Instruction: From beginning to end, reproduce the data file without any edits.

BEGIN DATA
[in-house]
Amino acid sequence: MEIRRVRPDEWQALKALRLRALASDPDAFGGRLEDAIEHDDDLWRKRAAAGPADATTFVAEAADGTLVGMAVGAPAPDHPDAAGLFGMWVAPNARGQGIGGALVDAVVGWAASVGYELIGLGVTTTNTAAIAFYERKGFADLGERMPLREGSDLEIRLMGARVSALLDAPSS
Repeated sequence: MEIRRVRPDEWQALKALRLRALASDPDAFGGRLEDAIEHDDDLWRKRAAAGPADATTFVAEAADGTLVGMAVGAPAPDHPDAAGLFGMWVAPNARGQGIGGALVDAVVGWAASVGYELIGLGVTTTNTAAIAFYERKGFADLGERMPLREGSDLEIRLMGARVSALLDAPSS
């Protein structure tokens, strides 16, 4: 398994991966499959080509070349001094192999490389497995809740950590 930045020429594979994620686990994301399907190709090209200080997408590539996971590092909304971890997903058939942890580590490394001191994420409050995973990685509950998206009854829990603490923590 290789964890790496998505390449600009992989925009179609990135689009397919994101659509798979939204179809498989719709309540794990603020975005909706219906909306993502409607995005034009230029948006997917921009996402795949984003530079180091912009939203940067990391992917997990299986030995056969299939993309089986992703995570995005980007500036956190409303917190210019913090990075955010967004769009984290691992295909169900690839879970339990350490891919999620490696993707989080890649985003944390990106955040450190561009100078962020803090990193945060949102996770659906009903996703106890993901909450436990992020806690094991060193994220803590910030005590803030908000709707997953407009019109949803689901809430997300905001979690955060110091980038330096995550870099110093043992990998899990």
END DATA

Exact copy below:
[in-house]
Amino acid sequence: MEIRRVRPDEWQALKALRLRALASDPDAFGGRLEDAIEHDDDLWRKRAAAGPADATTFVAEAADGTLVGMAVGAPAPDHPDAAGLFGMWVAPNARGQGIGGALVDAVVGWAASVGYELIGLGVTTTNTAAIAFYERKGFADLGERMPLREGSDLEIRLMGARVSALLDAPSS
Repeated sequence: MEIRRVRPDEWQALKALRLRALASDPDAFGGRLEDAIEHDDDLWRKRAAAGPADATTFVAEAADGTLVGMAVGAPAPDHPDAAGLFGMWVAPNARGQGIGGALVDAVVGWAASVGYELIGLGVTTTNTAAIAFYERKGFADLGERMPLREGSDLEIRLMGARVSALLDAPSS
């Protein structure tokens, strides 16, 4: 398994991966499959080509070349001094192999490389497995809740950590 930045020429594979994620686990994301399907190709090209200080997408590539996971590092909304971890997903058939942890580590490394001191994420409050995973990685509950998206009854829990603490923590 290789964890790496998505390449600009992989925009179609990135689009397919994101659509798979939204179809498989719709309540794990603020975005909706219906909306993502409607995005034009230029948006997917921009996402795949984003530079180091912009939203940067990391992917997990299986030995056969299939993309089986992703995570995005980007500036956190409303917190210019913090990075955010967004769009984290691992295909169900690839879970339990350490891919999620490696993707989080890649985003944390990106955040450190561009100078962020803090990193945060949102996770659906009903996703106890993901909450436990992020806690094991060193994220803590910030005590803030908000709707997953407009019109949803689901809430997300905001979690955060110091980038330096995550870099110093043992990998899990």